Where can I find out more details about Coronavirus modelling?
July 4, 2020 6:12 PM   Subscribe

I live in Canada and I work in data analytics and predictive modelling. I read articles about the Coronavirus that refer to estimates from a model used by the Canadian government. Is there anywhere that I can find the "nitty-gritty" details of the model and the assumptions being used? I'm interested in learning more about how the modelling works.
posted by NoneOfTheAbove to Science & Nature (4 answers total) 3 users marked this as a favorite
 
Best answer: FIveThirtyEight has a good roundup of most of the common models, with brief descriptions of each, and links out to the home pages for each specific model. Those homepages typically contain much more detail, and in many cases there are published (or pre-pub) research papers digging deeper into the model. Most projections also have source available (e.g., here's the source to MIT's model), so if you can read code that might be the best place to look for the nitty gritty.
posted by jacobian at 7:00 PM on July 4, 2020


Best answer: Oh, and related: What Happens Next? by Nicky Case and Marcel Salathé is a lovely intro-level exploration of epidemic modeling. It introduces the Susceptible/Expose/Infectious/Recovered (SEIR) model, which as far as I can tell is at the core of most epidemiological modeling.

I should add, in case it's not clear: I'm a software developer, not an epidemiologist, so don't trust me without doing some research.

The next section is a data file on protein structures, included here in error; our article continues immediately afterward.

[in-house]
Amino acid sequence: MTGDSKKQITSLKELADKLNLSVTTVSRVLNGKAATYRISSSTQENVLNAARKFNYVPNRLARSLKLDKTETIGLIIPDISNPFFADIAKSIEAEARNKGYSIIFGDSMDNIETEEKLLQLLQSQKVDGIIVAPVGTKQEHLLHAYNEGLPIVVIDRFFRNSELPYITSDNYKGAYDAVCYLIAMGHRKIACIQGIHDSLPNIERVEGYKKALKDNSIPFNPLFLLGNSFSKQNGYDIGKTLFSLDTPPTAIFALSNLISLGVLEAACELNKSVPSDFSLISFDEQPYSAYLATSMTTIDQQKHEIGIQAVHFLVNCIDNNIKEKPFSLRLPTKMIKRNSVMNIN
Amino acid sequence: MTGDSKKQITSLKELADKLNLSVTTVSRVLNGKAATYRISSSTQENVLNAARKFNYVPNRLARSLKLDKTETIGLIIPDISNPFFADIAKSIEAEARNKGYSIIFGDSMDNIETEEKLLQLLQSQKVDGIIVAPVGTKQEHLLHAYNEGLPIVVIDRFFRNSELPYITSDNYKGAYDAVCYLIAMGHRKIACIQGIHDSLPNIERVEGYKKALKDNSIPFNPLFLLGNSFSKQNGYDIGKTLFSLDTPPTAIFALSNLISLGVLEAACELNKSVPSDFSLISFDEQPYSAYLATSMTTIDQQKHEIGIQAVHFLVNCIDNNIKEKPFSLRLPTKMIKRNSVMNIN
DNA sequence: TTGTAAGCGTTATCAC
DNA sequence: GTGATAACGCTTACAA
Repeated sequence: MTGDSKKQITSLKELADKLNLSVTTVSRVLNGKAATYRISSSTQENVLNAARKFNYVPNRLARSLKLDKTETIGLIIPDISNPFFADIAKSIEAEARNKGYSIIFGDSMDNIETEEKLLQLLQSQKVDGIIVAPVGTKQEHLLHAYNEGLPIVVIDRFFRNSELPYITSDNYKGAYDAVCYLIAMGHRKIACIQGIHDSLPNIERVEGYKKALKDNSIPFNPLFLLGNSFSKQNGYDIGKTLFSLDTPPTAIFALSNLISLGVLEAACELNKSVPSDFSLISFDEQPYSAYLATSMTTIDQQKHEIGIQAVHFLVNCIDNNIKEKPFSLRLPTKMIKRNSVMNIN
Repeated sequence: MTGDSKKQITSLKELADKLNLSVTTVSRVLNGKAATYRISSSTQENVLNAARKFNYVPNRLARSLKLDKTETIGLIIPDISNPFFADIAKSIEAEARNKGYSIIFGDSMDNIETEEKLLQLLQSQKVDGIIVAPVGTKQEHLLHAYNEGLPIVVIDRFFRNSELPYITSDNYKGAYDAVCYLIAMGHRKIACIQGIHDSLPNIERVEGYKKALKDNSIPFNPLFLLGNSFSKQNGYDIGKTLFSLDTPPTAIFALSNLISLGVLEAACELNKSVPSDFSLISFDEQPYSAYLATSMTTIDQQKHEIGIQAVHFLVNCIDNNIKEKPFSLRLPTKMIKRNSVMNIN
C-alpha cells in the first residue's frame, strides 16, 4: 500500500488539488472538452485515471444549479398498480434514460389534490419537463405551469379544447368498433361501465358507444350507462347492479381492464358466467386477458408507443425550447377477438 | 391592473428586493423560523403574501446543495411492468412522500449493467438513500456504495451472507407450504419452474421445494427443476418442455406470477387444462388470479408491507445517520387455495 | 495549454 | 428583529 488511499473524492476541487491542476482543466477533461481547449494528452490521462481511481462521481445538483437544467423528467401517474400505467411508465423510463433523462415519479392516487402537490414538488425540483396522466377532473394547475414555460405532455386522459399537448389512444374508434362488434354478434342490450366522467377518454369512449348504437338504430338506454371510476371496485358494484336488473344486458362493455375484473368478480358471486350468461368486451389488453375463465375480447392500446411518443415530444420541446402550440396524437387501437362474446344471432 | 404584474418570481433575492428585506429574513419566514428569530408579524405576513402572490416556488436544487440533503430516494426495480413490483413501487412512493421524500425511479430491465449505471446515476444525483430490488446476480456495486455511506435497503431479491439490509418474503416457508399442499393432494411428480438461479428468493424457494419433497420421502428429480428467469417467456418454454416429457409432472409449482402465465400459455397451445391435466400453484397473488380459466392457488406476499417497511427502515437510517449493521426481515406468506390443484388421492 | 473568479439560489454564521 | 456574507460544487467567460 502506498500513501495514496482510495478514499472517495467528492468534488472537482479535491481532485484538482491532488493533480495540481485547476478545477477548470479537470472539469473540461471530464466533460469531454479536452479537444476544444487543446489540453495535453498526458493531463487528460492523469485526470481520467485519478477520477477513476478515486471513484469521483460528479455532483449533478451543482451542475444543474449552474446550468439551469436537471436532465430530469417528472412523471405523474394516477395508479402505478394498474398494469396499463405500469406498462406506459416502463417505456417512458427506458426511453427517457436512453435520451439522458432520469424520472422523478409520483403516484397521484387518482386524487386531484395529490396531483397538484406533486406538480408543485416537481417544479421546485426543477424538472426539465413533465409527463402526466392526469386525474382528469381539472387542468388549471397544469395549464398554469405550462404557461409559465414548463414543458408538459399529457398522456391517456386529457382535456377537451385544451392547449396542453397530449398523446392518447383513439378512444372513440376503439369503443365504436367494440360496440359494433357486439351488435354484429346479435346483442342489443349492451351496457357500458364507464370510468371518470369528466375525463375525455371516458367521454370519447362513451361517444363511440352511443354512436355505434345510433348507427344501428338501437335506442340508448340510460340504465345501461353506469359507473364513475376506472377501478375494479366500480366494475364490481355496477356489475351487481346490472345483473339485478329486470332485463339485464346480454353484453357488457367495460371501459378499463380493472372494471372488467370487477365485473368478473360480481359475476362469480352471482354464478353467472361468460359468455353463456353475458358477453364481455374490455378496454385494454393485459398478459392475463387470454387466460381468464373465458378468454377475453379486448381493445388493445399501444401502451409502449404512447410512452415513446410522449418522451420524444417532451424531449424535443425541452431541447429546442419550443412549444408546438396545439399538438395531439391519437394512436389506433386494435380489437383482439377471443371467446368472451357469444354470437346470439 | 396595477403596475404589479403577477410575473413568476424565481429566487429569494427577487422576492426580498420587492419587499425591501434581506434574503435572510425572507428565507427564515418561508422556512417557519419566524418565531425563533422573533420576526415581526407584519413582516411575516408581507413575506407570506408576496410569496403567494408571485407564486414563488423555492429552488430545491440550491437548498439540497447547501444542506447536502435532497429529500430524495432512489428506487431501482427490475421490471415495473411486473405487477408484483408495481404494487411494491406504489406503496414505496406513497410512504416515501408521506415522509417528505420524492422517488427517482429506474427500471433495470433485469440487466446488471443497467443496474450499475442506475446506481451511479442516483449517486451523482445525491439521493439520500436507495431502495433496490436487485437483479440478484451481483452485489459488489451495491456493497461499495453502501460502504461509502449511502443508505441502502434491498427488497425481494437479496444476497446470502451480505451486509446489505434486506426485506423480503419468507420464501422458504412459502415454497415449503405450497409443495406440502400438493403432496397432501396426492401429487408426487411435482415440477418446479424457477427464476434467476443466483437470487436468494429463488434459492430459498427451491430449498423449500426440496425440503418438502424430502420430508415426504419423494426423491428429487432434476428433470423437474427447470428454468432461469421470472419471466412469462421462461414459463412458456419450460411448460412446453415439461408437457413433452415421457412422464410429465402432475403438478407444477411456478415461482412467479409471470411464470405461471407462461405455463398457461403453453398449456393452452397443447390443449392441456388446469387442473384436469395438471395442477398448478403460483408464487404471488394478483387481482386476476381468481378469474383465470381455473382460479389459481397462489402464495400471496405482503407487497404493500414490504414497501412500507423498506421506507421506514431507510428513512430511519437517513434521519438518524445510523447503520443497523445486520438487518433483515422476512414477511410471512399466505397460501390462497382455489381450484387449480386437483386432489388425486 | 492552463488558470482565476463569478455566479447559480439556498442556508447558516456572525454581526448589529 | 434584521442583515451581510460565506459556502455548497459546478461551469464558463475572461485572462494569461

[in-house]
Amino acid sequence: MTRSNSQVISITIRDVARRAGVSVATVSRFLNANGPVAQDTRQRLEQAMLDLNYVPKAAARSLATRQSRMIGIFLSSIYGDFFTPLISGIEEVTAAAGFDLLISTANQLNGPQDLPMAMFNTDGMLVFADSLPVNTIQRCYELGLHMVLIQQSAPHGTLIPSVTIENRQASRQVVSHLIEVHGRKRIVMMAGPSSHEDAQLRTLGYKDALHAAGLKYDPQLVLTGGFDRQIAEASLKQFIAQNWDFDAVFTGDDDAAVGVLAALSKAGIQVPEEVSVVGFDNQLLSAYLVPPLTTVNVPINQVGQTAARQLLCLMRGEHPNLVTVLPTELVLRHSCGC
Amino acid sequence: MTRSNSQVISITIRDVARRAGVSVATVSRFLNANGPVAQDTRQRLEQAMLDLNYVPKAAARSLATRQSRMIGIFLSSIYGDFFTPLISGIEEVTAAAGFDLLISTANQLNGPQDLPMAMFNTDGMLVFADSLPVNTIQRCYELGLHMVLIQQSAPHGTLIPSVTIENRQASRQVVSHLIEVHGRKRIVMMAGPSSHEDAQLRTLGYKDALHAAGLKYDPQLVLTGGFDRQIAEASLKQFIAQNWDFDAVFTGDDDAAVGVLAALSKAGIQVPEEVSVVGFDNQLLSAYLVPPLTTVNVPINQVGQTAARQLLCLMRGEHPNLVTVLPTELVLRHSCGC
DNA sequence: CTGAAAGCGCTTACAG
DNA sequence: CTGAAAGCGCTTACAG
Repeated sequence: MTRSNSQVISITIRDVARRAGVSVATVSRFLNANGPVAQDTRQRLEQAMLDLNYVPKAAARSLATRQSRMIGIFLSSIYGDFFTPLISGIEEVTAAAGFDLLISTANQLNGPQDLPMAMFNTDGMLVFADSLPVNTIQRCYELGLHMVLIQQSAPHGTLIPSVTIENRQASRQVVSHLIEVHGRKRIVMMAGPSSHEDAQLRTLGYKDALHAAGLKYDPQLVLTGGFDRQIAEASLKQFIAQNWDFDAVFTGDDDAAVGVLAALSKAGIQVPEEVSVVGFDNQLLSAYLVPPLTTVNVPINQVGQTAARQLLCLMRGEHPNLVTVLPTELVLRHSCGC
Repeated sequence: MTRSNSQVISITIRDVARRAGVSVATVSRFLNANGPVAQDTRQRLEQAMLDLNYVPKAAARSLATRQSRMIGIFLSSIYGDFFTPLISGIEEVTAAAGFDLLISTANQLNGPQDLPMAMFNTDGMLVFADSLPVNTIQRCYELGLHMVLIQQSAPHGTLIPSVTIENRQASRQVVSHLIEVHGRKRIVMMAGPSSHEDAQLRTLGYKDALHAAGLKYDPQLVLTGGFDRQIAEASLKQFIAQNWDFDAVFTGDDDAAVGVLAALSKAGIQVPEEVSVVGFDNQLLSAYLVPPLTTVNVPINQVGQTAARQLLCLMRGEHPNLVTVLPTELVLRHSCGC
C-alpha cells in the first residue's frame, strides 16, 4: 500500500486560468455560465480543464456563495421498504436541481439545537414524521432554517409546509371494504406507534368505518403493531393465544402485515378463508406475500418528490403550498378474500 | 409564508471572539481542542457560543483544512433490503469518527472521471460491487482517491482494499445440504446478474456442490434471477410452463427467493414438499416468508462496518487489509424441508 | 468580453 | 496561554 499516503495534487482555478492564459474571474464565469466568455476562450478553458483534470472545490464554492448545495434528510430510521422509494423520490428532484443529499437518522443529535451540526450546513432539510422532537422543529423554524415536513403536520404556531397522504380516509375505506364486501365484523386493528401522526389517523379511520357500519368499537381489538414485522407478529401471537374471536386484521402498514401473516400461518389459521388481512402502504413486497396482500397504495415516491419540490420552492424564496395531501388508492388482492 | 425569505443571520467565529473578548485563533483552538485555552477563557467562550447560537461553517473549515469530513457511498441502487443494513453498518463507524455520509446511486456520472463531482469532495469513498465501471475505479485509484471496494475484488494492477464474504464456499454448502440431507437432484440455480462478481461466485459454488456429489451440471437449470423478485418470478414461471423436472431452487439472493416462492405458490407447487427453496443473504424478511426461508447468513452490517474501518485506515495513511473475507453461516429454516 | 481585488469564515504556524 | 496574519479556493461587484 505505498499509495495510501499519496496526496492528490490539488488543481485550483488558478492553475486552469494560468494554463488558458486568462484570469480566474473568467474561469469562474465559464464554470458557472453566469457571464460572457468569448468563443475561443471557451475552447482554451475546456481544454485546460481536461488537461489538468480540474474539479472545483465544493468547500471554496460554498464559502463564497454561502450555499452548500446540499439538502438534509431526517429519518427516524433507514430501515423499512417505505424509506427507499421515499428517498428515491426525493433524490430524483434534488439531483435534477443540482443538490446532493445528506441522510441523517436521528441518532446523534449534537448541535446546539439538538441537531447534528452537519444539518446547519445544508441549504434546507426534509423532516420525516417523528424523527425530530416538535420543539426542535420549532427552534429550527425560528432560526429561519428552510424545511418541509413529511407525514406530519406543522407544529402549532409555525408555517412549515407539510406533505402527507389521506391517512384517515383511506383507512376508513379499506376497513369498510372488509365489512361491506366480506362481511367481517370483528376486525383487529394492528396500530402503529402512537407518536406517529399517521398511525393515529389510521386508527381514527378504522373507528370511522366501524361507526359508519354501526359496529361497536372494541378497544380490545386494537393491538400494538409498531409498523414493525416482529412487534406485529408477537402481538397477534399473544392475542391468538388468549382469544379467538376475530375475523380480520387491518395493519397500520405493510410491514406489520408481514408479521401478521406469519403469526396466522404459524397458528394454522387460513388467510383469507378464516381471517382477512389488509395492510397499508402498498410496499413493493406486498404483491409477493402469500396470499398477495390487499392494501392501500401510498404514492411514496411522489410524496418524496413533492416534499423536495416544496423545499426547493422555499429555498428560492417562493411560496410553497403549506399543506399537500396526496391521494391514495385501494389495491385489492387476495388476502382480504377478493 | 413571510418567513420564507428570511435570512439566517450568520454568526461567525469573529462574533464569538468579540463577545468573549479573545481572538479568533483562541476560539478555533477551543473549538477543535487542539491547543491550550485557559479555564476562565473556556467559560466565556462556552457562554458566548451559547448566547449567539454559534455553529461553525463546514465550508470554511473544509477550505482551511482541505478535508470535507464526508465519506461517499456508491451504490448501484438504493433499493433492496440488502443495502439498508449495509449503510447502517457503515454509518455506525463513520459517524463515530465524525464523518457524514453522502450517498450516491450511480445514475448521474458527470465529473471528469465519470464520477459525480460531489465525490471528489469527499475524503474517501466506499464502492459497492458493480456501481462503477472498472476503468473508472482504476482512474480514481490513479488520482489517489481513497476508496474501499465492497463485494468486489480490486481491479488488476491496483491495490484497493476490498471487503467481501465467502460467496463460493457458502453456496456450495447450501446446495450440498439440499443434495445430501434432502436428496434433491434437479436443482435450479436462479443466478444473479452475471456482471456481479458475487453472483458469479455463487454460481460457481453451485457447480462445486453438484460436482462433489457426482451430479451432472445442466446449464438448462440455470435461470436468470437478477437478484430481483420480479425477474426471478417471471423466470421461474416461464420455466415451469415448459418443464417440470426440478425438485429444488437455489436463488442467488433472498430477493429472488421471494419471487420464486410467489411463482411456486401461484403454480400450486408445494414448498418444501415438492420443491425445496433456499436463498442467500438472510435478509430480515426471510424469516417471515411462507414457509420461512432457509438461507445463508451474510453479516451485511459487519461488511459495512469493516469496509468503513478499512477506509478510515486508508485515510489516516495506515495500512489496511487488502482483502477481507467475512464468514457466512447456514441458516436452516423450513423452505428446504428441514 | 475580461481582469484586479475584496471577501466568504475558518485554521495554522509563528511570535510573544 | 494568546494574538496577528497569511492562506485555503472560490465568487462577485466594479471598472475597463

posted by jacobian at 7:04 PM on July 4, 2020


A basic intro to pandemic modeling can be found in a Numberfile video here. I wrote a version of this model (with a slight change) in C#. The actual calculation is about 10 lines long. If you (or any other MeFite) is interested, I'll be happy to share the code and some of my observations about it.

More to the point the IMHE projection pages here have been elaborated since the beginning and now show the projected effects of mask usage, easing mandates, etc. This gives a little insight to the "sub-models" they've built to elaborate the generic models to give better results based on local conditions.
posted by SemiSalt at 6:26 AM on July 5, 2020


IMHE has all their data available for download which makes it possible to analyse the question of how good the forecasts have been. I have kept a chart for my home state (CT) which illustrates one way it can done.

This shows the first two weeks (approximately) for each of a sequence of forecasts. The first (orange) was one shown was on April 1, and was too low. The second (grey) was too high, but called the timing of the maximum pretty well. I think that was remarkable since we were still in exponential growth.

You may remember that the published confidence limits were comically wide at that time for projections only a week out.

Note: IMHE revised their projections more often than shown. I only show a few to keep the chart easy to read.
posted by SemiSalt at 8:19 AM on July 5, 2020


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